Alhaji Mohammed Muniru Limuna, the Minister of Food and Agriculture (MoFA), has debunked suggestions that there is shortage of cassava in the country.
He said the country produced enough cassava to feed the populace, however, there was an appreciation in value addition to cassava which made people think there was a shortage.
Alhaji Limuna, speaking at the meet-the-press series to highlight the interventions, achievements and the way forward of the ministry’s activities, said: “Going into the cultivation of cassava is an investment that we need to consider as a country.”
He said currently, there was increased use of local resource materials such as cassava and maize for manufacturing activities by some breweries in Ghana, to replace imported barley for their beverages.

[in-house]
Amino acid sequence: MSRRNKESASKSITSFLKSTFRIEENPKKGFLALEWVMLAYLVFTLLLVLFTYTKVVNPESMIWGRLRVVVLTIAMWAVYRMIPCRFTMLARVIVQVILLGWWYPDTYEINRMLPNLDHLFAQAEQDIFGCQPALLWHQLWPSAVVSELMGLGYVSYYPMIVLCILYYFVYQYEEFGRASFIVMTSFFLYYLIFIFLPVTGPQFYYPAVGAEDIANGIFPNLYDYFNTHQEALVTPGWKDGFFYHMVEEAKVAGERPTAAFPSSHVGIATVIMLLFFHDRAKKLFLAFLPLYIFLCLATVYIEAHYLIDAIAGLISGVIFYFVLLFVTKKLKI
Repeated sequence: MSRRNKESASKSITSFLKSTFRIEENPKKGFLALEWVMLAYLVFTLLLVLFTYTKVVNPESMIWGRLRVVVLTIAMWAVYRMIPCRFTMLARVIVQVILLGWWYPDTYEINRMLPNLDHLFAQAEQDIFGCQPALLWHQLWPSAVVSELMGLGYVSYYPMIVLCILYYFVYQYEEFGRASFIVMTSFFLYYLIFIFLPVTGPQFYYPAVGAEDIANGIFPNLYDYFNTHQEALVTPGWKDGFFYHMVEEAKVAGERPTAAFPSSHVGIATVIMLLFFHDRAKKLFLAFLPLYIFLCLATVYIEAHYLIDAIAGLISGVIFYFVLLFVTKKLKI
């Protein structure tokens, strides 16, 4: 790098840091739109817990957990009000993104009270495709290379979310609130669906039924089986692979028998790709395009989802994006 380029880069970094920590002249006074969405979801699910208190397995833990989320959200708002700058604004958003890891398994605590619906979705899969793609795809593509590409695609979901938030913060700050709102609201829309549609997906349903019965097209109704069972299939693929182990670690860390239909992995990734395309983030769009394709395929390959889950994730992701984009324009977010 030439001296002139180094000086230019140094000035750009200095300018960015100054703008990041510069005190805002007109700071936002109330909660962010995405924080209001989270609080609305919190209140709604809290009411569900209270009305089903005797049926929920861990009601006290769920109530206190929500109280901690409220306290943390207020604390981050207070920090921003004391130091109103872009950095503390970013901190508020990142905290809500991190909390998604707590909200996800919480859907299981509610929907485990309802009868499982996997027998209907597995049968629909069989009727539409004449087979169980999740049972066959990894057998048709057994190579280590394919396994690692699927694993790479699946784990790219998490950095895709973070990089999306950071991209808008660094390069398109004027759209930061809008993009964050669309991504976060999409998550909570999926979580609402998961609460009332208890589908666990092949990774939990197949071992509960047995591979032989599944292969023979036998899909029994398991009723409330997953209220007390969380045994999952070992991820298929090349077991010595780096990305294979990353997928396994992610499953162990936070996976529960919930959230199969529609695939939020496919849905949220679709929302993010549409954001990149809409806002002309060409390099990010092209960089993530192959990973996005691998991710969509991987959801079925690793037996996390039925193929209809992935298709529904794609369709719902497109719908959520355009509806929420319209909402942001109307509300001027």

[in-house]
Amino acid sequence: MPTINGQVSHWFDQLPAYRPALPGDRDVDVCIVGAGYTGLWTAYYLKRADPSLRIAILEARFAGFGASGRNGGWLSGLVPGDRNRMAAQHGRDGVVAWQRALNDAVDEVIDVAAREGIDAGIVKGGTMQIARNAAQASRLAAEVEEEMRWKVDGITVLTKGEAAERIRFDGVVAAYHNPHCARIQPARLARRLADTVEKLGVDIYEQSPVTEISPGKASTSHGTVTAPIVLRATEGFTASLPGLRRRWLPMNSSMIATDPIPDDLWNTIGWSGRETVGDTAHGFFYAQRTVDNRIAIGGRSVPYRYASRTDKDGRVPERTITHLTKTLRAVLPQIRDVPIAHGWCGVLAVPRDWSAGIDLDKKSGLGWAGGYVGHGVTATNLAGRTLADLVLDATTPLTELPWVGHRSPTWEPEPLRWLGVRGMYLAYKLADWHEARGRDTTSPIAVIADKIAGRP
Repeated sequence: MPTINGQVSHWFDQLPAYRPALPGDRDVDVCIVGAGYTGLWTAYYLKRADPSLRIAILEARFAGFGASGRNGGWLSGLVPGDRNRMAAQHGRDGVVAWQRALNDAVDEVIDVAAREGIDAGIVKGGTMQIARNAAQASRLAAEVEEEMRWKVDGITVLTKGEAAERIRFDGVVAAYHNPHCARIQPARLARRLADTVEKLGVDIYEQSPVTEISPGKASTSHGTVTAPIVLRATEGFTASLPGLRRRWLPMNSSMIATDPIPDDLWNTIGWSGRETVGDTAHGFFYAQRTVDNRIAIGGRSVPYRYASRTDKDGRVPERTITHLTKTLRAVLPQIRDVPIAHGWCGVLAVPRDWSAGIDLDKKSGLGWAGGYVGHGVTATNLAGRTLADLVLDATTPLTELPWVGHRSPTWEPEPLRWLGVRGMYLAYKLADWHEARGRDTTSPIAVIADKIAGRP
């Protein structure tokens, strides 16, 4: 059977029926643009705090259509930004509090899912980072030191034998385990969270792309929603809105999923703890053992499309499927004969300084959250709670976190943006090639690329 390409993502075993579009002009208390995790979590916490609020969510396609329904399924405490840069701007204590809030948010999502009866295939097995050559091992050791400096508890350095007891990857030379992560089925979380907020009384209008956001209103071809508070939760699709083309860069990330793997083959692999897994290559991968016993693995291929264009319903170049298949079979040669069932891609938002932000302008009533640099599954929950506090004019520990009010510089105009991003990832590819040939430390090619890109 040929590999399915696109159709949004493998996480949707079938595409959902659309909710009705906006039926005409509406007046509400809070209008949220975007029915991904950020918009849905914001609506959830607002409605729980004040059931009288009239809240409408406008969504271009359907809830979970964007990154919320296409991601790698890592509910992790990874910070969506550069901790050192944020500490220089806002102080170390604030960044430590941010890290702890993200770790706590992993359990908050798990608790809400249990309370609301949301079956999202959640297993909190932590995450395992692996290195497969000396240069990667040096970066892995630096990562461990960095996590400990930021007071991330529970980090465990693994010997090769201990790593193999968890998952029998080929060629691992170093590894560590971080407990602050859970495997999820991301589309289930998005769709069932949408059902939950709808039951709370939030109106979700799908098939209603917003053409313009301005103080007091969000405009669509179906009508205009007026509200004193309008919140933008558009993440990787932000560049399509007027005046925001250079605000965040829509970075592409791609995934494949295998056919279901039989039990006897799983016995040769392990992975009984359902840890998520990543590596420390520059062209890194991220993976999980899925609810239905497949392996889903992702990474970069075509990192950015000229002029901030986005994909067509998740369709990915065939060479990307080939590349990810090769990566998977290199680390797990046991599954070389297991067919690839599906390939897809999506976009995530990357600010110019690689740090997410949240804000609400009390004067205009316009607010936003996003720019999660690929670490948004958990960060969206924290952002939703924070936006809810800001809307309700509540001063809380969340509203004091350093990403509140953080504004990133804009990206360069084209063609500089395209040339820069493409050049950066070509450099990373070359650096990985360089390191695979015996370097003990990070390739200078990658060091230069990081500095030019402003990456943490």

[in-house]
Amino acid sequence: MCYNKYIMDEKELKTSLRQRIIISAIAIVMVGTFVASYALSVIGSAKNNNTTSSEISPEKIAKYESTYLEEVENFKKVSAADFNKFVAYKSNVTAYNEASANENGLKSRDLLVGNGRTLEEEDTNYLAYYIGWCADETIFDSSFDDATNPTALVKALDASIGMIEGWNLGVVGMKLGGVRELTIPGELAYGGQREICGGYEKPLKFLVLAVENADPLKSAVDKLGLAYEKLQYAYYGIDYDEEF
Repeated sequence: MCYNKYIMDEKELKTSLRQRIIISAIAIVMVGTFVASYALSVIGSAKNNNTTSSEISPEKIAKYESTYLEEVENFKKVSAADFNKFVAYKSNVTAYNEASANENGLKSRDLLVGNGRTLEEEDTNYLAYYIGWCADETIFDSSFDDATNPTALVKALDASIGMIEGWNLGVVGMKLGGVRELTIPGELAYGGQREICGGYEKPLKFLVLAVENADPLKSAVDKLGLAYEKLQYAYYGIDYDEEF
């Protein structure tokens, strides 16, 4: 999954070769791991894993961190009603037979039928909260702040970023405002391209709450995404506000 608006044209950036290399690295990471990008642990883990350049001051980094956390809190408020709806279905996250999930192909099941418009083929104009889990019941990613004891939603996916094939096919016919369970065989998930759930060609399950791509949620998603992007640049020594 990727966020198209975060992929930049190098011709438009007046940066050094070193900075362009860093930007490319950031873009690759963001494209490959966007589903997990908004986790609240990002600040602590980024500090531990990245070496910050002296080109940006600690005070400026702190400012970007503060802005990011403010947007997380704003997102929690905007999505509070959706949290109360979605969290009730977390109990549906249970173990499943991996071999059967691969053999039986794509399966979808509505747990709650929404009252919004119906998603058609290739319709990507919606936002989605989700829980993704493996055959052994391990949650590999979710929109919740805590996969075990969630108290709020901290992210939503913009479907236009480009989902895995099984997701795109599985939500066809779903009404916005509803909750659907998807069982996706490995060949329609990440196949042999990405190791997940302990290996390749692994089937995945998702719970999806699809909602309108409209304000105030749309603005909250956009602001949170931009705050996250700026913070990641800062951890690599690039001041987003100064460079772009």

“We should not lose sight that local raw materials used are outputs from the agriculture sector”.
He said due to delay in onset of rains in 2015, agricultural production was very minimal with most of the trading and processing activities subsumed under the service and manufacturing sectors.
In 2015 the sector grew at 2.4 per cent after accounting for the third and fourth quarters.
Alhaji Limuna said substantial investments either from the public sector and private sector was in the right direction.
He said the ministry was investing in innovative methods such as Centre Pivot Irrigation Systems and greenhouses to improve efficiencies along the numerous value chains.
That, he said, was being adopted around the country through collaborative efforts between the ministry and private agribusinesses.
He said the modernisation drive also called for a systematic approach towards creating efficiencies along the numerous value chains and the ministry was working assiduously with all stakeholders to achieve the target.
“Some of the investment being made will yield the desired impact in the medium to long term,” he said.